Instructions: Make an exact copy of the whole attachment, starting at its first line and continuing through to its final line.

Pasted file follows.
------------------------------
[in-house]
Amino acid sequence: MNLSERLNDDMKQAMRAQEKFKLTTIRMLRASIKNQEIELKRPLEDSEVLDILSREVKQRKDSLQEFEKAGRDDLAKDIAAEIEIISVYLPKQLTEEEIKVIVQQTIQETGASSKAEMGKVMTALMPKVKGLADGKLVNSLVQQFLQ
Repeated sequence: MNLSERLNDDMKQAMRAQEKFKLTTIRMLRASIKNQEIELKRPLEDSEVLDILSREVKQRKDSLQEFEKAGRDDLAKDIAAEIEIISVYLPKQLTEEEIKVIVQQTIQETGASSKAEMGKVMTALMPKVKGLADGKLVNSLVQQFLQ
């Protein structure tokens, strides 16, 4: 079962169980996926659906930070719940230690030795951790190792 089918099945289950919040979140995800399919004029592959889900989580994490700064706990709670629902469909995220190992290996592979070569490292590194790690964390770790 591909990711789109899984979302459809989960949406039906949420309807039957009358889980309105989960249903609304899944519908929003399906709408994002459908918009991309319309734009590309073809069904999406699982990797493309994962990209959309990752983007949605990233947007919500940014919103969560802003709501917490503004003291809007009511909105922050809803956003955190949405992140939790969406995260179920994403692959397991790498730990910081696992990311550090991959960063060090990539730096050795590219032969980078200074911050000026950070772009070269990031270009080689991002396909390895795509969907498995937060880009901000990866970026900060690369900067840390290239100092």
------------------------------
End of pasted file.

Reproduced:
[in-house]
Amino acid sequence: MNLSERLNDDMKQAMRAQEKFKLTTIRMLRASIKNQEIELKRPLEDSEVLDILSREVKQRKDSLQEFEKAGRDDLAKDIAAEIEIISVYLPKQLTEEEIKVIVQQTIQETGASSKAEMGKVMTALMPKVKGLADGKLVNSLVQQFLQ
Repeated sequence: MNLSERLNDDMKQAMRAQEKFKLTTIRMLRASIKNQEIELKRPLEDSEVLDILSREVKQRKDSLQEFEKAGRDDLAKDIAAEIEIISVYLPKQLTEEEIKVIVQQTIQETGASSKAEMGKVMTALMPKVKGLADGKLVNSLVQQFLQ
């Protein structure tokens, strides 16, 4: 079962169980996926659906930070719940230690030795951790190792 089918099945289950919040979140995800399919004029592959889900989580994490700064706990709670629902469909995220190992290996592979070569490292590194790690964390770790 591909990711789109899984979302459809989960949406039906949420309807039957009358889980309105989960249903609304899944519908929003399906709408994002459908918009991309319309734009590309073809069904999406699982990797493309994962990209959309990752983007949605990233947007919500940014919103969560802003709501917490503004003291809007009511909105922050809803956003955190949405992140939790969406995260179920994403692959397991790498730990910081696992990311550090991959960063060090990539730096050795590219032969980078200074911050000026950070772009070269990031270009080689991002396909390895795509969907498995937060880009901000990866970026900060690369900067840390290239100092």